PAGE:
(2) Operators of vehicles in a funeral procession shall yield the right of way when directed to do so by a traffic officer.

 

As in any case where there are coordinating officers on the scene, police may direct traffic however is necessary for safety and efficiency, even if it means allowing other vehicles to interrupt the procession. Any driver following direct orders from an onsite police officer is not breaking the law.

 

(d) The operator of a vehicle not in a funeral procession shall not interrupt a funeral procession except when authorized to do so by a traffic officer or when such vehicle is an authorized emergency vehicle or law enforcement vehicle giving an audible and visual signal.

 

In addition to keeping funeral processions together and yielding right of way at intersections, other drivers must refrain from passing funeral processions on roads that only have two lanes.

 

(f) The operator of a vehicle not in a funeral procession shall not attempt to pass vehicles in a funeral procession on a two-lane highway.

 

This one is a simple matter of safety; funeral processions can be quite long, merging into them is illegal, and a vehicle attempting to pass might not be able to get all the way to the front before meeting with oncoming traffic.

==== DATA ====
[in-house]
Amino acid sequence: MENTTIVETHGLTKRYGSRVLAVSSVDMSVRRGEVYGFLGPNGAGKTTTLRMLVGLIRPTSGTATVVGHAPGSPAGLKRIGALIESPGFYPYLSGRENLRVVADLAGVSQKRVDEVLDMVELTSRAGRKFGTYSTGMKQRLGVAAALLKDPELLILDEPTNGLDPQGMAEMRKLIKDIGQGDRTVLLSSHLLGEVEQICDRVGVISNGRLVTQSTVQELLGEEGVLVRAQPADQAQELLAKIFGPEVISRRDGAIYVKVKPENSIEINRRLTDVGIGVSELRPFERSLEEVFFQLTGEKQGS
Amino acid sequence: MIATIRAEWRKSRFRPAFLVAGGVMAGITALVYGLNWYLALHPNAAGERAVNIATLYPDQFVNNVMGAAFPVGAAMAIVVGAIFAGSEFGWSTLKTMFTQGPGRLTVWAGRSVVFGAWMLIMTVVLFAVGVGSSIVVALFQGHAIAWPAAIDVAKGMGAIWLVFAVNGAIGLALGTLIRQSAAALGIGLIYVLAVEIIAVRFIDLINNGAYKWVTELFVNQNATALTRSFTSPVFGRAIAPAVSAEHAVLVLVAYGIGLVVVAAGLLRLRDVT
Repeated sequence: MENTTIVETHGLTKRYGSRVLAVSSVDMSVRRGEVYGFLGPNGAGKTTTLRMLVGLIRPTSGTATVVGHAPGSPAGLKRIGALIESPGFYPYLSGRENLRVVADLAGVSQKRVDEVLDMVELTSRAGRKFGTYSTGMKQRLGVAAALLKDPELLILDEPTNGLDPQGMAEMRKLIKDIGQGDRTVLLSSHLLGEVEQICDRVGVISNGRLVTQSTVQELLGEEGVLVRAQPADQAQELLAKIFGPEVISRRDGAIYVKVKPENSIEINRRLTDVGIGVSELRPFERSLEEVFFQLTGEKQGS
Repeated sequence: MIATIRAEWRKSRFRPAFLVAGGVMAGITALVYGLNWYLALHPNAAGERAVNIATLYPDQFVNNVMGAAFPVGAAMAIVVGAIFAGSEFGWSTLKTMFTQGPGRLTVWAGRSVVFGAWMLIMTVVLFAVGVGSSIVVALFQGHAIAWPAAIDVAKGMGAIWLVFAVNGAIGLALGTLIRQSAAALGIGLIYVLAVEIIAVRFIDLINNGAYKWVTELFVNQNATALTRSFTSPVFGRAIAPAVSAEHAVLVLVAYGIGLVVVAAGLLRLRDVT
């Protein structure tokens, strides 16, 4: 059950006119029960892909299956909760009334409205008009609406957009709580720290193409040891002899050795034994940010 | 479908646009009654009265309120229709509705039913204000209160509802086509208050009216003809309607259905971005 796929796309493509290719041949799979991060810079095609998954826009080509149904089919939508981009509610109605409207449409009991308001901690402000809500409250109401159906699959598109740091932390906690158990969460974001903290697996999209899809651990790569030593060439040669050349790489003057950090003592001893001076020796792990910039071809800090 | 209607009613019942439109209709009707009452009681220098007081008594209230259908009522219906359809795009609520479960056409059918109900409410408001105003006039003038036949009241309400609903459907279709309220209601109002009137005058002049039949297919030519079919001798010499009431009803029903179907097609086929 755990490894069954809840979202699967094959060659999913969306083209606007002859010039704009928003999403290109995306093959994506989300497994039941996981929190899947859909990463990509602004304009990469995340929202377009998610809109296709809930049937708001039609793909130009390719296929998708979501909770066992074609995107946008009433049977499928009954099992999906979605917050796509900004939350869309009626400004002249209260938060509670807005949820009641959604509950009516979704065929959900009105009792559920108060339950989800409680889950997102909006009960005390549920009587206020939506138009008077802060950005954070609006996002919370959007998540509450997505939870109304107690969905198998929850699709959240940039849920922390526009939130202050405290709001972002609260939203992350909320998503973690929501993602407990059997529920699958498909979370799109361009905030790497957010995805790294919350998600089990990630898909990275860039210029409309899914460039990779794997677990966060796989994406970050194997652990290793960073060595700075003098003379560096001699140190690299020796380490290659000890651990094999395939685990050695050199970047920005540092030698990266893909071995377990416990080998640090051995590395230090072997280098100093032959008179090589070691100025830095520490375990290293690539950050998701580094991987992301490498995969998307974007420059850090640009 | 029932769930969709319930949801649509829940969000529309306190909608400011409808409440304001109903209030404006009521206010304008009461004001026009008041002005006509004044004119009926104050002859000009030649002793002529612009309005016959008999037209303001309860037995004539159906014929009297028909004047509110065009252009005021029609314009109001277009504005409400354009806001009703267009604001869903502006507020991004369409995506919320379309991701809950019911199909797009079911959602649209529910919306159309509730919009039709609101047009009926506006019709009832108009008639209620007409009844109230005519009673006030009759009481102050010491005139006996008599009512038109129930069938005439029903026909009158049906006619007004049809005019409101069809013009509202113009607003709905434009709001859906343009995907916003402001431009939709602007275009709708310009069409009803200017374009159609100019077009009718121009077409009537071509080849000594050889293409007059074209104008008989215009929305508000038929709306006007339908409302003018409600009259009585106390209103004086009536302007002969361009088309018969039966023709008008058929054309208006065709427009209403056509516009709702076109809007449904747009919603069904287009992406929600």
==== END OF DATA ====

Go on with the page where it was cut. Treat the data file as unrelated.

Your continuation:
Penalties for Interfering with a Funeral Procession

Interfering with or falsely joining a funeral procession is a misdemeanor and carries a fine of up to $100, but if there’s an accident, the penalty in civil court can be much more severe.

 

(g) Any person violating subsection (d), (e), or (f) of this Code section shall be guilty of a misdemeanor and, upon conviction thereof, shall be punished by a fine not to exceed $100.00.

(h) Any law enforcement officer who is directing or escorting a funeral procession in this state, whether such service is provided while on duty or not, shall enjoy the same immunities from liability as the officer possesses while in the performance of other official duties.

 

Participants in a funeral procession are following the law by keeping formation, claiming right of way, and following the directions of any escorting police. Those escorting police are considered on duty, meaning they’re immune to liability unless they deviate from standard procedures with obvious disregard for the safety of others.

 

An outside driver who interrupts or fails to yield, on the other hand, is guilty of negligence per se and liable for any resulting damages. Given the number of vehicles packed tightly together during a funeral procession, those damages can be particularly extensive.